It was an epiphany when someone pointed that out.

          So if it’s not ok to just lob your boat in the street for months on end, what says you can do so with your car on public land (road)?

          Parking could be pushed out to paid zones like the airport. How’d that work out…?

          • Winky

            I’ve thought about the “registration argument”. i.e. Because we register our cars and pay a fee, we get to leave them laying around on public land. But imagine the reaction if it was suddenly legal for people to register a small shipping container (as a new type of “vehicle”), and leave it on the street in front of their house to store all their useless crap.

            I did a back-of-the envelope regarding the opportunity cost of the land allocated to on street parking in downtown Vancouver (compared to multi-story condo development on the same per-square-metre basis). It worked out that parking your car on the street should cost around $25 per hour.

    • Robert Merkel

      Living a couple of hundred metres from Sydney Road, this seems like a workable proposal that will make things a bit safer than they are now.

      Improving the Upfield bike path so fewer riders need to use Sydney Road will also help.

      I’d get rid of the on street parking entirely if I were dictator, but that’s going to take a cultural change which will take time.

  • The Potato Man

    The Juxtaposition of that story on the Teenager riding around the world, and the Osage Overland “Adventure” video is pretty amusing. About the only way I could handle the pretension.

    • Tim Ashton

      Ha ha i just watched the video and completely appreciate your comment.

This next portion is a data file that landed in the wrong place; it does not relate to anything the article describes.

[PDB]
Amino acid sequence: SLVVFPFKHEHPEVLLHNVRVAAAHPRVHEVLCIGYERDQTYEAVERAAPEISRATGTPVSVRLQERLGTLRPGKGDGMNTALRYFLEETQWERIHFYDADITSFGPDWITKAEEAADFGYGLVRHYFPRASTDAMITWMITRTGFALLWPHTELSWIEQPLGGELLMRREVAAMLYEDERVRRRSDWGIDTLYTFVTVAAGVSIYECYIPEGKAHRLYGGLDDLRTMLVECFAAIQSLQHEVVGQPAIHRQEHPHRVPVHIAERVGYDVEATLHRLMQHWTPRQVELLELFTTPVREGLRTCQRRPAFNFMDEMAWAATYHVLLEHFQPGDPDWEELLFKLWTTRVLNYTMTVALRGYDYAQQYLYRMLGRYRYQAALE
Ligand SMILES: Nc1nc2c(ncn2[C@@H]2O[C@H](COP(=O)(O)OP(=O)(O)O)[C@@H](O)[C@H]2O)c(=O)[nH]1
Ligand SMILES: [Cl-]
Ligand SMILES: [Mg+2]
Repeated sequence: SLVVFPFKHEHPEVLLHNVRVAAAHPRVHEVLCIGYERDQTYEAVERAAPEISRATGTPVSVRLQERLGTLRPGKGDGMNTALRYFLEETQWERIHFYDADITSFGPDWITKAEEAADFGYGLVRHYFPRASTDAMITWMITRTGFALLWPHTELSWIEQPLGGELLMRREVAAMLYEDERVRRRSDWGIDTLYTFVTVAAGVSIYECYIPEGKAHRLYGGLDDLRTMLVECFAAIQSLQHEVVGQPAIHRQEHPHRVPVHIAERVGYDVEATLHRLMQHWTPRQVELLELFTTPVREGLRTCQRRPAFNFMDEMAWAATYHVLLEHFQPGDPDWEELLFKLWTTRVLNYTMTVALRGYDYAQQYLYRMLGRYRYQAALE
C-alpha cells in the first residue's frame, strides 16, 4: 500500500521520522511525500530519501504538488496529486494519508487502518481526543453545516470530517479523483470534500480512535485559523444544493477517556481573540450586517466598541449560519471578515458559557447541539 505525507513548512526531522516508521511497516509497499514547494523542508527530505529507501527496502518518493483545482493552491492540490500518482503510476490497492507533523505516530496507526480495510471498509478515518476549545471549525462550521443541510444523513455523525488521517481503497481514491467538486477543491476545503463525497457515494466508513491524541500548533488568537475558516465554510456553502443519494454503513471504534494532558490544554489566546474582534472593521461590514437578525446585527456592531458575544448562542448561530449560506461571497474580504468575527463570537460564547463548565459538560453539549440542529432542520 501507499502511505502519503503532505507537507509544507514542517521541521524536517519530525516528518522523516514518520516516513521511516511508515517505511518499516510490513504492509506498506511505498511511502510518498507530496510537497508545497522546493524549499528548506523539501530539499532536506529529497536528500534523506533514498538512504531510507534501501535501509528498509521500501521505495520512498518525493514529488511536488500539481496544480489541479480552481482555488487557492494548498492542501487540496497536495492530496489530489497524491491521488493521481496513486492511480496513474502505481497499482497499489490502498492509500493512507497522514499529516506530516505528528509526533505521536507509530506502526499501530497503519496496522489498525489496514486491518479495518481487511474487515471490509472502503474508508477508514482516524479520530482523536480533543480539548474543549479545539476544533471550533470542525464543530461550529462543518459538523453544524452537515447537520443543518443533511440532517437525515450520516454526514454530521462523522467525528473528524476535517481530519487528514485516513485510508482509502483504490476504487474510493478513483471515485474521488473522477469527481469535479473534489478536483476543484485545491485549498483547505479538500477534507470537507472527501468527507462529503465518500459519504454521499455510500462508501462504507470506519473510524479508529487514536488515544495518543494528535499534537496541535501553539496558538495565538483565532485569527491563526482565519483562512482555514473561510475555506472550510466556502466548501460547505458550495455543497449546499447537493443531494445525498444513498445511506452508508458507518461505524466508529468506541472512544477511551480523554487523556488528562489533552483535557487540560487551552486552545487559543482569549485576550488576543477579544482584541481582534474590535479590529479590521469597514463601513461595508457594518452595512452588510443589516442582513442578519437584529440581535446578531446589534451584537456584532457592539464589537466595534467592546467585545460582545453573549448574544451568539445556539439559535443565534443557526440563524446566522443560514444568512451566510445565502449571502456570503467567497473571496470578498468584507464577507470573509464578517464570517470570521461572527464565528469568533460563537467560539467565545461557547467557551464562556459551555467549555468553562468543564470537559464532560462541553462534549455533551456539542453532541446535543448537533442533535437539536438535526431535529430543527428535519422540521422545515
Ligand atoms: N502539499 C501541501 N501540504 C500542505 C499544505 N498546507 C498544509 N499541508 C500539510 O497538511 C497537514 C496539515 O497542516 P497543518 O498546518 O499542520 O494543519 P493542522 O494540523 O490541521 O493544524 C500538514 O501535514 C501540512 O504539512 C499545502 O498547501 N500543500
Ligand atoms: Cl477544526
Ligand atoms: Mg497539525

Its actually a known fact the you cant get a sense of freedom when bike riding unless you’re decked out in expensive kit, having constant self reflection on the journey and and followed everywhere by a full camera crew.

  • Michele

    I can see the wisdom [unfortunately] in Froome riding the Vuelta.
    Sure, he will be fatigued from the TdF. But aside from Landa [off the top of my head], all of his rivals will also be feeling the pinch. There’s a good chance he might be able to do the double.

    • armchair guy

      It’s not so much about winning as timing form for TDF 2016. I remember reading recently that a ludicrously high percentage of modern TDF winners did the Vuelta the year previous. So essentially Vuelta 2015 is part of TDF 2016 training.

      I completely agree that his main rivals will be similarly fatigued which will hold Froome in good stead. I just have a sneaking suspicion that winning may not be the sole, or even main, objective for his Vuelta campaign.

      • Sean

        I’m getting a bit sick of all these armchair critics voicing their opinions about topics they appear to know a lot about.

        • Michele

          Can I suggest you don’t read the comments then?

          • Sean

            There is no need for you to duck bro! :-)

    • Neuron1

      I’m waiting anxiously for the Team Sky “independent” University of Sheffield report explaining Henao’s unique biological passport blood values prior to his riding in support of Froomey. Should be a page turner.

  • Brendan Canty

    Here’s a snapshot of the hairpin where the crash took place (moving from right to left just after the blue dot). It gives an indication what the road is like before the switchback (sweeping right-hander), and the speed taken around this bend. (Just under 80km/h)



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August 20, 2017
August 19, 2017
August 18, 2017
August 17, 2017